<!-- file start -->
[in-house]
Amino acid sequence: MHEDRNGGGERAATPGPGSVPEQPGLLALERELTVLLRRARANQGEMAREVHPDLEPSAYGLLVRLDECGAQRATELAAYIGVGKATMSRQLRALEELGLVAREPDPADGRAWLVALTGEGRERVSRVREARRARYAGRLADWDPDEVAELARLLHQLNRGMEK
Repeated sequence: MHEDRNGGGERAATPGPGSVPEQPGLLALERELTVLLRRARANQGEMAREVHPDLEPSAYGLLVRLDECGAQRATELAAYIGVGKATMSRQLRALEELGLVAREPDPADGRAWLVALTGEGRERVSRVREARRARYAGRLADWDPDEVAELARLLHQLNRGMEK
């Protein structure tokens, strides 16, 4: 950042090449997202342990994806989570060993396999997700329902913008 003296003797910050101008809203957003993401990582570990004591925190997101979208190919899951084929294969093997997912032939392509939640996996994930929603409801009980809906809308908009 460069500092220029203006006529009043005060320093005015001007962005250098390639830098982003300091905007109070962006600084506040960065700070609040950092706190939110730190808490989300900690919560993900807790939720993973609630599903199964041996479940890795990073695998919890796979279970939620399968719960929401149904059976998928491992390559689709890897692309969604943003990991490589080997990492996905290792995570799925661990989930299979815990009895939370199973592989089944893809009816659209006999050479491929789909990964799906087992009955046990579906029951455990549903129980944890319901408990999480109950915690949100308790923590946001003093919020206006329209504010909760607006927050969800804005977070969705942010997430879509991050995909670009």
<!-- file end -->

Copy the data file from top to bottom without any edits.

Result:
[in-house]
Amino acid sequence: MHEDRNGGGERAATPGPGSVPEQPGLLALERELTVLLRRARANQGEMAREVHPDLEPSAYGLLVRLDECGAQRATELAAYIGVGKATMSRQLRALEELGLVAREPDPADGRAWLVALTGEGRERVSRVREARRARYAGRLADWDPDEVAELARLLHQLNRGMEK
Repeated sequence: MHEDRNGGGERAATPGPGSVPEQPGLLALERELTVLLRRARANQGEMAREVHPDLEPSAYGLLVRLDECGAQRATELAAYIGVGKATMSRQLRALEELGLVAREPDPADGRAWLVALTGEGRERVSRVREARRARYAGRLADWDPDEVAELARLLHQLNRGMEK
């Protein structure tokens, strides 16, 4: 950042090449997202342990994806989570060993396999997700329902913008 003296003797910050101008809203957003993401990582570990004591925190997101979208190919899951084929294969093997997912032939392509939640996996994930929603409801009980809906809308908009 460069500092220029203006006529009043005060320093005015001007962005250098390639830098982003300091905007109070962006600084506040960065700070609040950092706190939110730190808490989300900690919560993900807790939720993973609630599903199964041996479940890795990073695998919890796979279970939620399968719960929401149904059976998928491992390559689709890897692309969604943003990991490589080997990492996905290792995570799925661990989930299979815990009895939370199973592989089944893809009816659209006999050479491929789909990964799906087992009955046990579906029951455990549903129980944890319901408990999480109950915690949100308790923590946001003093919020206006329209504010909760607006927050969800804005977070969705942010997430879509991050995909670009």